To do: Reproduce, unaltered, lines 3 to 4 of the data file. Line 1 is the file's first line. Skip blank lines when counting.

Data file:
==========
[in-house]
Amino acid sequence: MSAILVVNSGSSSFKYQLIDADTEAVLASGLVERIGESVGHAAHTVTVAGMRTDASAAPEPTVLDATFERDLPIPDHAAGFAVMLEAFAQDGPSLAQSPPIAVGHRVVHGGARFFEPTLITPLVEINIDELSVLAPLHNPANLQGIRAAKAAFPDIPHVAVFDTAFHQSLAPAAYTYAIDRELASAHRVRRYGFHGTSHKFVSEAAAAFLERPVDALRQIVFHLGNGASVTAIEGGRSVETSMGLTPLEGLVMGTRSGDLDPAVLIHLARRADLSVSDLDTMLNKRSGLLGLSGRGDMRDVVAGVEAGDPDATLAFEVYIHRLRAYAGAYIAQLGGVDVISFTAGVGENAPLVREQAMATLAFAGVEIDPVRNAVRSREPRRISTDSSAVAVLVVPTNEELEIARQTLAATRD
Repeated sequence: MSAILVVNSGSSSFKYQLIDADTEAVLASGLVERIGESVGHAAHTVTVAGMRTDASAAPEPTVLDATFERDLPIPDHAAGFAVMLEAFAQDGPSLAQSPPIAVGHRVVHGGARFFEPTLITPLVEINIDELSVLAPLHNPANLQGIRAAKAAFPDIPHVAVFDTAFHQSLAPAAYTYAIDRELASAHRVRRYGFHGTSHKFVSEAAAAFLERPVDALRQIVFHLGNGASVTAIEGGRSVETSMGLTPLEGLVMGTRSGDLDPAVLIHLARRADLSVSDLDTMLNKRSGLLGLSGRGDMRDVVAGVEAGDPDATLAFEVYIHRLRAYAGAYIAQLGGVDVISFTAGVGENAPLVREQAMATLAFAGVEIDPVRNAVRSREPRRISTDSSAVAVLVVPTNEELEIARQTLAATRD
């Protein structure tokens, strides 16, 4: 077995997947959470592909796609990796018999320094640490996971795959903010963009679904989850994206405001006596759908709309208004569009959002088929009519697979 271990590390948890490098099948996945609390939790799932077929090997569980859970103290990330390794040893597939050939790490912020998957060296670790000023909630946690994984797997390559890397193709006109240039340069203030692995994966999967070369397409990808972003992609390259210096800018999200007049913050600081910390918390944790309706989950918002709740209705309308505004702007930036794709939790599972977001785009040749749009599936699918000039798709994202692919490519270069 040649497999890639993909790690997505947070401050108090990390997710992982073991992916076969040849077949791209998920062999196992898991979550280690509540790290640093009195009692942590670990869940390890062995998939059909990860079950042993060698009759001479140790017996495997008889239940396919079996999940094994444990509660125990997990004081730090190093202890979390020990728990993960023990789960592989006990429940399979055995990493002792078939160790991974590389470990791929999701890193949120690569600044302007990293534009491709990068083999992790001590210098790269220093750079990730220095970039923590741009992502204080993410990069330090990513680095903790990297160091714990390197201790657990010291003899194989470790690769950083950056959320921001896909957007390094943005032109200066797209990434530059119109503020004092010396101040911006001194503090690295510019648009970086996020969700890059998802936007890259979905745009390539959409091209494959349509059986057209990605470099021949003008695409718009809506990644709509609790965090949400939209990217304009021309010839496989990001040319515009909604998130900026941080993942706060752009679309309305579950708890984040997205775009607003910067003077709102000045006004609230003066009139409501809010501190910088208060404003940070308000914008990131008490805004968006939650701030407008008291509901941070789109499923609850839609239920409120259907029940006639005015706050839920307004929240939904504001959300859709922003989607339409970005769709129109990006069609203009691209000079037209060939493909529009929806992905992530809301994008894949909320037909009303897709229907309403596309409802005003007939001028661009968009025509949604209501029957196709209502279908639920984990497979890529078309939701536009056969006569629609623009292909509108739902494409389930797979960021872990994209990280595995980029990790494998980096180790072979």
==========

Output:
Repeated sequence: MSAILVVNSGSSSFKYQLIDADTEAVLASGLVERIGESVGHAAHTVTVAGMRTDASAAPEPTVLDATFERDLPIPDHAAGFAVMLEAFAQDGPSLAQSPPIAVGHRVVHGGARFFEPTLITPLVEINIDELSVLAPLHNPANLQGIRAAKAAFPDIPHVAVFDTAFHQSLAPAAYTYAIDRELASAHRVRRYGFHGTSHKFVSEAAAAFLERPVDALRQIVFHLGNGASVTAIEGGRSVETSMGLTPLEGLVMGTRSGDLDPAVLIHLARRADLSVSDLDTMLNKRSGLLGLSGRGDMRDVVAGVEAGDPDATLAFEVYIHRLRAYAGAYIAQLGGVDVISFTAGVGENAPLVREQAMATLAFAGVEIDPVRNAVRSREPRRISTDSSAVAVLVVPTNEELEIARQTLAATRD
């Protein structure tokens, strides 16, 4: 077995997947959470592909796609990796018999320094640490996971795959903010963009679904989850994206405001006596759908709309208004569009959002088929009519697979 271990590390948890490098099948996945609390939790799932077929090997569980859970103290990330390794040893597939050939790490912020998957060296670790000023909630946690994984797997390559890397193709006109240039340069203030692995994966999967070369397409990808972003992609390259210096800018999200007049913050600081910390918390944790309706989950918002709740209705309308505004702007930036794709939790599972977001785009040749749009599936699918000039798709994202692919490519270069 040649497999890639993909790690997505947070401050108090990390997710992982073991992916076969040849077949791209998920062999196992898991979550280690509540790290640093009195009692942590670990869940390890062995998939059909990860079950042993060698009759001479140790017996495997008889239940396919079996999940094994444990509660125990997990004081730090190093202890979390020990728990993960023990789960592989006990429940399979055995990493002792078939160790991974590389470990791929999701890193949120690569600044302007990293534009491709990068083999992790001590210098790269220093750079990730220095970039923590741009992502204080993410990069330090990513680095903790990297160091714990390197201790657990010291003899194989470790690769950083950056959320921001896909957007390094943005032109200066797209990434530059119109503020004092010396101040911006001194503090690295510019648009970086996020969700890059998802936007890259979905745009390539959409091209494959349509059986057209990605470099021949003008695409718009809506990644709509609790965090949400939209990217304009021309010839496989990001040319515009909604998130900026941080993942706060752009679309309305579950708890984040997205775009607003910067003077709102000045006004609230003066009139409501809010501190910088208060404003940070308000914008990131008490805004968006939650701030407008008291509901941070789109499923609850839609239920409120259907029940006639005015706050839920307004929240939904504001959300859709922003989607339409970005769709129109990006069609203009691209000079037209060939493909529009929806992905992530809301994008894949909320037909009303897709229907309403596309409802005003007939001028661009968009025509949604209501029957196709209502279908639920984990497979890529078309939701536009056969006569629609623009292909509108739902494409389930797979960021872990994209990280595995980029990790494998980096180790072979």